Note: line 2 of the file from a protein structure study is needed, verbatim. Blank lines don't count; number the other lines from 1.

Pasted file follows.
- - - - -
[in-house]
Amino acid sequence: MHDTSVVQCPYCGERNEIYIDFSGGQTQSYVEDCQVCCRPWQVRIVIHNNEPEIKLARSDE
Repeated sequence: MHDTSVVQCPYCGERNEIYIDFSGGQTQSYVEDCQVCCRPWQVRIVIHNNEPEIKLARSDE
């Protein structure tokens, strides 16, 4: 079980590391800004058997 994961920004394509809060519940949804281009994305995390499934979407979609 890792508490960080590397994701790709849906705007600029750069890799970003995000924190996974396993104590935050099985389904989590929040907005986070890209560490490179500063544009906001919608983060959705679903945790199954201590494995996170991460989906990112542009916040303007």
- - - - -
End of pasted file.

Amino acid sequence: MHDTSVVQCPYCGERNEIYIDFSGGQTQSYVEDCQVCCRPWQVRIVIHNNEPEIKLARSDE